Most telefantasy series set in the near future display an extraordinary faith in the speed of progress (I'm looking at you Gerry Anderson, with your moonbases in 1999 and your alien invasions in 1980, like you wouldn't still be alive and making television then!) But 1990 was quite careful in its dystopian world-building. It's only a sequel to 1984 in spirit, creating its own bleak future of, interestingly, socialist tyranny, in a spirit of 'if this goes on' that reflected the fears of pre-Thatcher Britain. Edward Woodward stars as Jim Kyle, an investigative reporter for one of only three remaining newspapers, in a UK of re-education centres and controls on emigration. From what I remember (and no, I shouldn't have been up that late), the despotism feels modern and nuanced, a deliberate attempt to be more grounded than 1984, with the state continuing to convince most people as business as usual, and, rather like modern China, wielding its weapons with a frightening level of subtlety. I think this is a show that would speak to today pretty well, and it's a shame it's not out on DVD. In the year of its second season, Terry Nation took the same feelings into space with Blake's 7, and five years later Alan Moore played on the same mechanisms of dystopia in V for Vendetta. I think 1990 is an unacknowledged influence on both.
One of 1990's signs of quality is that it has episodes written by Arden Winch, the playwright who made the last episode of Moonbase 3 hugely more watchable than the rest of it, with credits on shows like Cribb, Secret Army and The Sandbaggers. Watching writer credits on series television, and being excited whenever an N.J. Crisp, a Murray Smith or an Edward Boyd showed up was a major sport of my youth, something from the age when television drama was more like theatre, which I, in my declining years, now feel is confined to Doctor Who.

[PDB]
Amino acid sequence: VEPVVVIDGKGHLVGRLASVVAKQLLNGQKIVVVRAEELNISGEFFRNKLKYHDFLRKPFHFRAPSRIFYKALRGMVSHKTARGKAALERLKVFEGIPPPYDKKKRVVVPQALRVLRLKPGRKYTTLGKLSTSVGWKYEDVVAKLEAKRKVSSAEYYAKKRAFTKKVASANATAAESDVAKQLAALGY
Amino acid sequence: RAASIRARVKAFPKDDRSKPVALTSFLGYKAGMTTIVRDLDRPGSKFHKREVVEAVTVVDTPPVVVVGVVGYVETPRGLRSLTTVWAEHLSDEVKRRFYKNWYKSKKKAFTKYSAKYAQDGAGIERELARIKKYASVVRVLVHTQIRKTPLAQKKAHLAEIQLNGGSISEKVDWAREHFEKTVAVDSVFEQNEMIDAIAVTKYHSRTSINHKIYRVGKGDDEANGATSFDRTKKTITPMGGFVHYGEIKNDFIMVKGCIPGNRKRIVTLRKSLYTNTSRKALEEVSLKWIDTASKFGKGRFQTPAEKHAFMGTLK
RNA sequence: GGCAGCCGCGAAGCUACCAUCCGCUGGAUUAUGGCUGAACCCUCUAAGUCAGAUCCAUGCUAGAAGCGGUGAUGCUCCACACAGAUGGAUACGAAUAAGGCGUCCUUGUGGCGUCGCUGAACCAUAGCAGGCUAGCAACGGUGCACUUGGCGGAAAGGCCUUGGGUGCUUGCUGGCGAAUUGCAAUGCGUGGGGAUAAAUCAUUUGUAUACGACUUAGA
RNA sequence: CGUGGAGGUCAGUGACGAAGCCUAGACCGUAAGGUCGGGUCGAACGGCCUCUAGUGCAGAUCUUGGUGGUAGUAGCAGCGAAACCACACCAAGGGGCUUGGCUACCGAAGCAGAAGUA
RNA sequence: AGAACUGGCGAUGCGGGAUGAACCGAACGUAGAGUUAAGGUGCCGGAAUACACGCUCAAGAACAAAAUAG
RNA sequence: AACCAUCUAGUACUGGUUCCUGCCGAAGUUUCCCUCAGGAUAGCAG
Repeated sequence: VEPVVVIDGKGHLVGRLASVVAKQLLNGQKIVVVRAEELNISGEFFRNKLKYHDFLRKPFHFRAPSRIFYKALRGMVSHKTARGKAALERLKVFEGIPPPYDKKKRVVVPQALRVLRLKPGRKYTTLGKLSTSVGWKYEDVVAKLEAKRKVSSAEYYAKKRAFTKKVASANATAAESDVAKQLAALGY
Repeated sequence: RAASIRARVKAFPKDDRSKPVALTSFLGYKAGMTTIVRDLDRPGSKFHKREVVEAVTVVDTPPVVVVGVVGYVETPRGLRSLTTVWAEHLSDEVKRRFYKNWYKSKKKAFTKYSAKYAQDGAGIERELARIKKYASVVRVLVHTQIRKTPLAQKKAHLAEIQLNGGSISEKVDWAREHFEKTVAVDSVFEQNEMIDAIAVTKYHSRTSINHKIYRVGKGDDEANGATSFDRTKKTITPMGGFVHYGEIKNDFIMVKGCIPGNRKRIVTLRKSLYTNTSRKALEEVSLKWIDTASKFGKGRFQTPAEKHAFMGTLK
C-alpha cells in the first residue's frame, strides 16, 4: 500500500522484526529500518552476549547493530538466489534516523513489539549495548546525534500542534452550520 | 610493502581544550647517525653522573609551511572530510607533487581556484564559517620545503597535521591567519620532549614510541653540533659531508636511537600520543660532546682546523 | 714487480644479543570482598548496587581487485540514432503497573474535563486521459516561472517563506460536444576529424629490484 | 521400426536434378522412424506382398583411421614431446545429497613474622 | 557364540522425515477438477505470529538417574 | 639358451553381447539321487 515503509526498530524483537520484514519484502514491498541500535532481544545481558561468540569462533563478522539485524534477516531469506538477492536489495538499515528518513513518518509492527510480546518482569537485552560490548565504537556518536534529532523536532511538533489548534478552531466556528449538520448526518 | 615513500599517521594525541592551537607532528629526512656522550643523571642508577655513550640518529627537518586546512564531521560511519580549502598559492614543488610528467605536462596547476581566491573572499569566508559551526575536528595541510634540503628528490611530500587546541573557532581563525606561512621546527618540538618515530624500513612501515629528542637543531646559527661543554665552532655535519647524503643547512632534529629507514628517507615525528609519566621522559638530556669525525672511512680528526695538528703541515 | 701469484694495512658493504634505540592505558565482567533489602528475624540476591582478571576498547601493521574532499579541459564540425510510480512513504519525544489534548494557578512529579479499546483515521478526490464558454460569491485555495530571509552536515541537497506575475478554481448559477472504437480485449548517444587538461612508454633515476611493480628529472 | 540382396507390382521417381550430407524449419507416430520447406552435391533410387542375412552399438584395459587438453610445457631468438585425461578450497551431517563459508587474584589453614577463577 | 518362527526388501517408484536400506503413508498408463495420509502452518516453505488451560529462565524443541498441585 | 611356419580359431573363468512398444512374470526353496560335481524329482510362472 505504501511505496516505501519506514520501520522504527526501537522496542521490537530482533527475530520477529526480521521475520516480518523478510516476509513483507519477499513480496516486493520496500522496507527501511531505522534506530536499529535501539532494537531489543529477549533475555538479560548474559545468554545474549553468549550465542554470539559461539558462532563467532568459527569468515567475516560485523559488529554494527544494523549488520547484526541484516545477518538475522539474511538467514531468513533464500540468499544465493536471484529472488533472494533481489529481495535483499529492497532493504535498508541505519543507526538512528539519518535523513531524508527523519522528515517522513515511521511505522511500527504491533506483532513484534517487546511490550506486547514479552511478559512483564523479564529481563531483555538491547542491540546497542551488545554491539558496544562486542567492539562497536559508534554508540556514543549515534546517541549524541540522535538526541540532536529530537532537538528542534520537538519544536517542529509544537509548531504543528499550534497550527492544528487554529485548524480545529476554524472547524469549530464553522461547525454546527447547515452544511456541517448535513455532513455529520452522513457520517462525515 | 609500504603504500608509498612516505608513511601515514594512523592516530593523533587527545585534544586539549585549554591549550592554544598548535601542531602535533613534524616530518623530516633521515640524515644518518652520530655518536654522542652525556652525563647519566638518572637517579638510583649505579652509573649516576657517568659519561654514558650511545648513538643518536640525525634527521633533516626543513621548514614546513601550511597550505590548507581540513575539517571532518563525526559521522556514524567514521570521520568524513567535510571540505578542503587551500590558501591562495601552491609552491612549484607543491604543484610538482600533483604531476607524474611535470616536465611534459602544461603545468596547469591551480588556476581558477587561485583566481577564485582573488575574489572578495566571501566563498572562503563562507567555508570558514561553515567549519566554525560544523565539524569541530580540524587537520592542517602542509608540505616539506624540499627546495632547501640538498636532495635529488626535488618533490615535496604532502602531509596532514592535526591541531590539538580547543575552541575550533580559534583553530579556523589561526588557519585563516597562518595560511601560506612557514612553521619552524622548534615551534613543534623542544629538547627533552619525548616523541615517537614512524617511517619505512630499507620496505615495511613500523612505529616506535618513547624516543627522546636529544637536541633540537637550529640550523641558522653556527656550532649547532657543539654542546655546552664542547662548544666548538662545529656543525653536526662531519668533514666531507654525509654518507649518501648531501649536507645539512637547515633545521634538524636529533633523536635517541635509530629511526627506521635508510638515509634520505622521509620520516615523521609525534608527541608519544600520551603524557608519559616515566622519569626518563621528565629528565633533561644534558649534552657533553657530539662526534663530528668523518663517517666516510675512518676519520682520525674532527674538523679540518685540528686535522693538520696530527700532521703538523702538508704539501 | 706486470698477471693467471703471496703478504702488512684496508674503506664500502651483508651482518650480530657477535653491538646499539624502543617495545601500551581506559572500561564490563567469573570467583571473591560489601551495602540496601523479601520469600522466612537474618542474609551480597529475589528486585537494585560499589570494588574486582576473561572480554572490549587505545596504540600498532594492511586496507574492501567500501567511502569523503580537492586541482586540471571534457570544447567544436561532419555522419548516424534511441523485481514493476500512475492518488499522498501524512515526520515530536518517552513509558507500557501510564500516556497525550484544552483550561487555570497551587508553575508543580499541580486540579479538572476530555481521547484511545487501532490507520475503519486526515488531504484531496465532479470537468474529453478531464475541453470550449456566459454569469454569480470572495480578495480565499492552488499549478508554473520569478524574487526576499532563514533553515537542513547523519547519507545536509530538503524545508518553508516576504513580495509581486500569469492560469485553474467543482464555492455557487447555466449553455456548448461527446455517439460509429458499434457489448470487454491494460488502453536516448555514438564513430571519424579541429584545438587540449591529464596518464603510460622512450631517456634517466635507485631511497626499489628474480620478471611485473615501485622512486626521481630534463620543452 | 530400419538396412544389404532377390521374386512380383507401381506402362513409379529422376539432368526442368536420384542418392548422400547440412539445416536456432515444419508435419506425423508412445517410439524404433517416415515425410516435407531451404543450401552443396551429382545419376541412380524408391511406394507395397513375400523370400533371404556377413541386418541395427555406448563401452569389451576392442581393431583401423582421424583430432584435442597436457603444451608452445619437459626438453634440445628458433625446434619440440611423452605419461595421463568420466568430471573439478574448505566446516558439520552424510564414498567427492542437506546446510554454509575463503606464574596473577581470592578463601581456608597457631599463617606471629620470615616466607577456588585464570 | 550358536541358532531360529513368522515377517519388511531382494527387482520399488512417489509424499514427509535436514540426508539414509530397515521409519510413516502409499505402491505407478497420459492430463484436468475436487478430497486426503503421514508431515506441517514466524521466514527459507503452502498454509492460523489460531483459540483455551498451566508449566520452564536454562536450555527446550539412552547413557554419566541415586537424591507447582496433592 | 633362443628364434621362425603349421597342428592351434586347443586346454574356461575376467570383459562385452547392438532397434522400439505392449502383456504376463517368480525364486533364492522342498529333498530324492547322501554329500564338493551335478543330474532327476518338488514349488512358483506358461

That may be the first "things were better in my day" sentence I've ever set free in public. I hope it's not the tip of the iceberg. I feel sullied already.
Mid-table respectability in terms of obscure telefantasy can be defined by three series, often read about in the books of my youth, seldom seen, apart from glimpses at conventions: Undermind (1965) (Robert Holmes writes an "aliens invading psychically" chiller that's chiefly interesting for the historical picture he paints of the society being undermined, out on DVD next year); The Corridor People (1966) (just four episodes of its far out man quasi-Avengersness from the short era where everyone in the British media decided that because of drugs plot had stopped being important, but it's Edward Boyd so it's probably cool as well as groovy, and is out on DVD now) and, and this is my choice for my fourth entry...